File Download
  Links for fulltext
     (May Require Subscription)
Supplementary

postgraduate thesis: Corals in a variable physical environment : impacts on growth and the [delta]¹¹B pH-proxy

TitleCorals in a variable physical environment : impacts on growth and the [delta]¹¹B pH-proxy
Authors
Issue Date2013
PublisherThe University of Hong Kong (Pokfulam, Hong Kong)
Citation
Yang, T. T. [杨婷婷]. (2013). Corals in a variable physical environment : impacts on growth and the [delta]¹¹B pH-proxy. (Thesis). University of Hong Kong, Pokfulam, Hong Kong SAR. Retrieved from http://dx.doi.org/10.5353/th_b5223959
AbstractCoral reefs are important to sustain marine ecosystems and provide a reliable resource for studying past climate. Corals are increasingly challenged by changing environments. The marginal corals of Hong Kong provide a natural laboratory to study the combination of environmental conditions controlling coral distribution and growth. Salinity and pH were found to impact corals in studies of coral distribution, extension, and culture. Hong Kong corals have low extension rates (1.2-11.4 mm/yr) and do not colonize in areas of low in salinity and pH. Ten years of instrumental records showed extension related positively to summer salinity and dissolved oxygen. Winter seawater temperature was inversely related to extension, while chlorophyll a showed positive relationship in autumn and winter. Culture results show low salinity negatively impacted coral calcification, photosynthesis, and extension. Corals exhibited reduced growth, paling and bleached. In contrast, coral growth increased under high pCO2, but corals decalcified in dark indicating underlying mechanisms may be altering coral physiology. The boron isotope (δ11B) proxy in corals is able to reconstruct past seawater pH when the pH of the extracellular calcifying fluid (ECF) is considered. A pH offset (ΔpH) was recorded in reconstructed pHsw due to ion pumping to ensure the ECF is saturated with respect to aragonite. By incorporating carbon isotopes (δ13C) into the δ11B-ΔpH relationship, δ11B can be corrected to remove ECF processes and reconstruct seawater pH. Culture results indicated δ11Baxial from axial tip recorded pH similar to other studies while low salinity impacted δ11Bbasal at the base. The different relationship shown from the same colony within the same cultured conditions suggested vital effects with differing coral metabolisms. δ11Baxial and δ11Bbasal related to extension but insignificantly. The large isotopic offset between δ11Baxial and δ11Bbasal indicated different growth mechanisms could possibly affected boron incorporation. The δ11B variation within a coral colony suggested careful and precise sampling for pH reconstructions is important.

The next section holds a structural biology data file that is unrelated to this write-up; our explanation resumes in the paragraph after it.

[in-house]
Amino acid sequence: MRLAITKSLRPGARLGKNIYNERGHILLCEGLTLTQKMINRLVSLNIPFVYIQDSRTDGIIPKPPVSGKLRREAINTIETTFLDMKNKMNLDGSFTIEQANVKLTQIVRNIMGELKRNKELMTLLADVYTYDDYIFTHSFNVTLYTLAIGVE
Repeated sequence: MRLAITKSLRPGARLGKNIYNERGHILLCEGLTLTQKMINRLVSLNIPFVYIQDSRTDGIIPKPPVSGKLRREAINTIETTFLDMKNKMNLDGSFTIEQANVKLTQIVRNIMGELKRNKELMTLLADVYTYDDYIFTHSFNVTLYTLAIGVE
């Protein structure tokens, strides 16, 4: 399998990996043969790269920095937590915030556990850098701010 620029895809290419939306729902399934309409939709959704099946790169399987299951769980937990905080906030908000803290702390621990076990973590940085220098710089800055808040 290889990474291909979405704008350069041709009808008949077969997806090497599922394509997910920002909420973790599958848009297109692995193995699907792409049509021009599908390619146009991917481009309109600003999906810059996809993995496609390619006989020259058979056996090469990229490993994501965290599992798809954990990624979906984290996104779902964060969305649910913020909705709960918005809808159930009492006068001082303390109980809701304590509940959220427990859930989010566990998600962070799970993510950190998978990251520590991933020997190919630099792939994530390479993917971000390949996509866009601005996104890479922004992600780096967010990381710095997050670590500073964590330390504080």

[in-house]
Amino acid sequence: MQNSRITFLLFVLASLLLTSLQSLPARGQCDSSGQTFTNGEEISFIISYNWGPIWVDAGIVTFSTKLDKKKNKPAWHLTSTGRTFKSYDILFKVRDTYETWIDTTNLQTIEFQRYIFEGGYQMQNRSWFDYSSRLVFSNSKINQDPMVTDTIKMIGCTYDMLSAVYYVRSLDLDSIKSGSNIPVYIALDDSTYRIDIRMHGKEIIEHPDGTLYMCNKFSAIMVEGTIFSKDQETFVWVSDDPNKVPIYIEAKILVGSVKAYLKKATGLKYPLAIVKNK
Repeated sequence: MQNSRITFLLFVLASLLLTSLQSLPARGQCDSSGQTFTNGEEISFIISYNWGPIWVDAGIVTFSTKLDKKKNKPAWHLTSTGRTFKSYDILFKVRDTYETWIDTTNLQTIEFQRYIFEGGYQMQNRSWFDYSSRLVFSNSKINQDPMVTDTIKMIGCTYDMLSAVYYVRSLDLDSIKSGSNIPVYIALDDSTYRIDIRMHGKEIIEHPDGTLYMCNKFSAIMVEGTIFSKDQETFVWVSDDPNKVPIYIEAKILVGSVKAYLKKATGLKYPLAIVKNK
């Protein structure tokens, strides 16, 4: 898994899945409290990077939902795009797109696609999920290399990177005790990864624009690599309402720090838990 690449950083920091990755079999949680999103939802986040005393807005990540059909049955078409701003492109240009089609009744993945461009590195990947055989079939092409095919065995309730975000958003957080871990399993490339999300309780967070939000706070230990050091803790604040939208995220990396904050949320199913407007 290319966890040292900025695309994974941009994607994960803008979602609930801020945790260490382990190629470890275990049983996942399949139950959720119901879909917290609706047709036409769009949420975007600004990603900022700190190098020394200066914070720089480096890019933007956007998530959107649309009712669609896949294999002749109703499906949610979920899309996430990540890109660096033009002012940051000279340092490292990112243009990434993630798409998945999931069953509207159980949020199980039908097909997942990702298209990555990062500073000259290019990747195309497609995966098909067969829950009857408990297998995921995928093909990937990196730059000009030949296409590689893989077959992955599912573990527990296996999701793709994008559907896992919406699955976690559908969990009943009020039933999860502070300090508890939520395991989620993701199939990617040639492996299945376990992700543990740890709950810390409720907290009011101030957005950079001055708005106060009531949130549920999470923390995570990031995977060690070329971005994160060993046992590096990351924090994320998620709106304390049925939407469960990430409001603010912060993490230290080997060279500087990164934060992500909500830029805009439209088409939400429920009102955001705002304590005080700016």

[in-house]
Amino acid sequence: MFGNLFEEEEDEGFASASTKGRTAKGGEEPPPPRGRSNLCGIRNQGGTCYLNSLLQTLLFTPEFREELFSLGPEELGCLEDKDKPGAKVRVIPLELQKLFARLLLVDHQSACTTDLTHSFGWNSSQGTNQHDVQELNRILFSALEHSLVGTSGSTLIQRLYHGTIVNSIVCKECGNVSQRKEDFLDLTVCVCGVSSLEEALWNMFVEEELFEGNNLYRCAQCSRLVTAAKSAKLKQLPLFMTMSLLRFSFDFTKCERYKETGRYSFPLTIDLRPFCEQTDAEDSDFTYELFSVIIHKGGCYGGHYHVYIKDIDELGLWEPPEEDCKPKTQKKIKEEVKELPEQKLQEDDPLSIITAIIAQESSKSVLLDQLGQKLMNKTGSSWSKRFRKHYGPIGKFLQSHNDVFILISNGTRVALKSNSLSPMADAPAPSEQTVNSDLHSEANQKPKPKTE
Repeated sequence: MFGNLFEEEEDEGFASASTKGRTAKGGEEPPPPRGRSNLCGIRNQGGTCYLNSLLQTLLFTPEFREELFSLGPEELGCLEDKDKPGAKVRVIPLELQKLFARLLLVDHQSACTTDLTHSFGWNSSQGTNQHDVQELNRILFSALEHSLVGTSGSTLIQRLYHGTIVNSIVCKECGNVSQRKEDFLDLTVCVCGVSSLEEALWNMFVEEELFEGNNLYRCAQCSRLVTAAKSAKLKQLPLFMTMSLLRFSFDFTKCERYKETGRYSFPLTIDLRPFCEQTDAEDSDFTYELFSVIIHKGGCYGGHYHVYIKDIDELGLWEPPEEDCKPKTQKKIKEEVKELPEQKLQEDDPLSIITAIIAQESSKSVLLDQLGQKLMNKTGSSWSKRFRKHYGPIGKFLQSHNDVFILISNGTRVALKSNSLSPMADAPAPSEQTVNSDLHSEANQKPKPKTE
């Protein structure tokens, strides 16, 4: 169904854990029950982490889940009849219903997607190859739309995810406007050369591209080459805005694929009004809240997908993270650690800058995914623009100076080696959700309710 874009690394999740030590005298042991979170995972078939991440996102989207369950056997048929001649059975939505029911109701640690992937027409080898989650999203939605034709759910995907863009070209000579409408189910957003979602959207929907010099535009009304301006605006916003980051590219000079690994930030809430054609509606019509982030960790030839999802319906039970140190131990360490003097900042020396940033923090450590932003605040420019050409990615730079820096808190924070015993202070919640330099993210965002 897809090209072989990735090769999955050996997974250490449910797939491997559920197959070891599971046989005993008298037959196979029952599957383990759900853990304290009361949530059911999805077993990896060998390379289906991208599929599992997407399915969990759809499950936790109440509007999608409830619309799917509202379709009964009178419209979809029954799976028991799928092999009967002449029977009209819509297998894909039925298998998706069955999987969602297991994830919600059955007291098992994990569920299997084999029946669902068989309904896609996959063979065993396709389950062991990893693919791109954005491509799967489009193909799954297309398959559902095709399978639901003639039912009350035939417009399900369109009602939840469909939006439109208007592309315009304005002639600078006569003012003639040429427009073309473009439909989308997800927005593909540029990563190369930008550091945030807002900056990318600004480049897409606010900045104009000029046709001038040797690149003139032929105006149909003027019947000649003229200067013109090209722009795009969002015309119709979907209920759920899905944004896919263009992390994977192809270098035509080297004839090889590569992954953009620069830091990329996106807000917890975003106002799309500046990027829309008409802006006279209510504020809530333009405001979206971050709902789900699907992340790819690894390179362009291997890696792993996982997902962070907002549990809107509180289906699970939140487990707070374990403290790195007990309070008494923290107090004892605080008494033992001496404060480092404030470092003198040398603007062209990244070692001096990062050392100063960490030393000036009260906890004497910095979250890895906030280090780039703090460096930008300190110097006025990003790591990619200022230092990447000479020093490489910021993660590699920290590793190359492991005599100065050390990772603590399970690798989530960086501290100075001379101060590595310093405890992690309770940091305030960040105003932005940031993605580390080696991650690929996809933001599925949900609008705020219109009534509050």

DegreeDoctor of Philosophy
SubjectCorals - Effect of water acidification on - China - Hong Kong
Dept/ProgramEarth Sciences
Persistent Identifierhttp://hdl.handle.net/10722/209621

 

DC FieldValueLanguage
dc.contributor.authorYang, Teng Teng-
dc.contributor.author杨婷婷-
dc.date.accessioned2015-05-08T23:12:56Z-
dc.date.available2015-05-08T23:12:56Z-
dc.date.issued2013-